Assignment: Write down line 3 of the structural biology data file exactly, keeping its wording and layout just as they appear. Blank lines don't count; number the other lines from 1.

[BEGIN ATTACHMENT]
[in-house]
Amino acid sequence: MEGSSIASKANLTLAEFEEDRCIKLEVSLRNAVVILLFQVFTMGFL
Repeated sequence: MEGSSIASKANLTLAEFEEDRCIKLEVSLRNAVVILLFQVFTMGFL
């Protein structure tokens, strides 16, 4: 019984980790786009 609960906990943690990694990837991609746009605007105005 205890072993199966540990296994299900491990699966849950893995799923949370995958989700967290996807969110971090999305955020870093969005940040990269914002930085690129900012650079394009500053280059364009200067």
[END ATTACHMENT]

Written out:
Repeated sequence: MEGSSIASKANLTLAEFEEDRCIKLEVSLRNAVVILLFQVFTMGFL